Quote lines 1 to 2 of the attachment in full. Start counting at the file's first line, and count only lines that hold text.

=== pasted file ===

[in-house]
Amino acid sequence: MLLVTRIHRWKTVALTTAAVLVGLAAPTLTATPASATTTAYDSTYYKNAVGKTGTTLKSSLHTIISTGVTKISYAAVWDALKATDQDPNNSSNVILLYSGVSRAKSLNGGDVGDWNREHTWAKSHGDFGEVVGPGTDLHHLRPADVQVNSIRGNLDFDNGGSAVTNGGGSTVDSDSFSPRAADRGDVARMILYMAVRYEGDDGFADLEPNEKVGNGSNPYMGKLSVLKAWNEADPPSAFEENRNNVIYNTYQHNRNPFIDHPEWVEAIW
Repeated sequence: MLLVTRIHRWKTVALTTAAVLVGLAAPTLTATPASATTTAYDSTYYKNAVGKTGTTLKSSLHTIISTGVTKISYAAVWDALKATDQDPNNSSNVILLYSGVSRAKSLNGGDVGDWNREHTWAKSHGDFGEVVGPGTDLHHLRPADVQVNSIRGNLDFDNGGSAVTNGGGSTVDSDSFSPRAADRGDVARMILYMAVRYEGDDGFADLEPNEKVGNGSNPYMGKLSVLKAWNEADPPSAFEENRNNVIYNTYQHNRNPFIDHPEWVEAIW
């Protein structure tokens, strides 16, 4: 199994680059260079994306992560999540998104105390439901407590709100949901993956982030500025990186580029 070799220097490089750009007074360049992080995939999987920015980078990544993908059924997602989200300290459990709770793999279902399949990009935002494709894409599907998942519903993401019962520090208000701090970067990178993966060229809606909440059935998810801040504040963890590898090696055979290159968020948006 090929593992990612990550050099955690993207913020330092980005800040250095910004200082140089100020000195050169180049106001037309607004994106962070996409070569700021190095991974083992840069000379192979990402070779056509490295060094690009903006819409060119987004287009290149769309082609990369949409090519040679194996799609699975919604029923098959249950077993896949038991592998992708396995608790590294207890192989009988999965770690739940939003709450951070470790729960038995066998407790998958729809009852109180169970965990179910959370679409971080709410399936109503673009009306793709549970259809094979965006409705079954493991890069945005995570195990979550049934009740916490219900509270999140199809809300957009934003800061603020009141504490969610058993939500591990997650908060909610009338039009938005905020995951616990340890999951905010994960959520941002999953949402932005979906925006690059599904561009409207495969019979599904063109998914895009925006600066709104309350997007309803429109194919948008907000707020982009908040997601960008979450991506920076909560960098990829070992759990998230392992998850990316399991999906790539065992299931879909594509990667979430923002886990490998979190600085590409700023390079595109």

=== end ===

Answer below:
[in-house]
Amino acid sequence: MLLVTRIHRWKTVALTTAAVLVGLAAPTLTATPASATTTAYDSTYYKNAVGKTGTTLKSSLHTIISTGVTKISYAAVWDALKATDQDPNNSSNVILLYSGVSRAKSLNGGDVGDWNREHTWAKSHGDFGEVVGPGTDLHHLRPADVQVNSIRGNLDFDNGGSAVTNGGGSTVDSDSFSPRAADRGDVARMILYMAVRYEGDDGFADLEPNEKVGNGSNPYMGKLSVLKAWNEADPPSAFEENRNNVIYNTYQHNRNPFIDHPEWVEAIW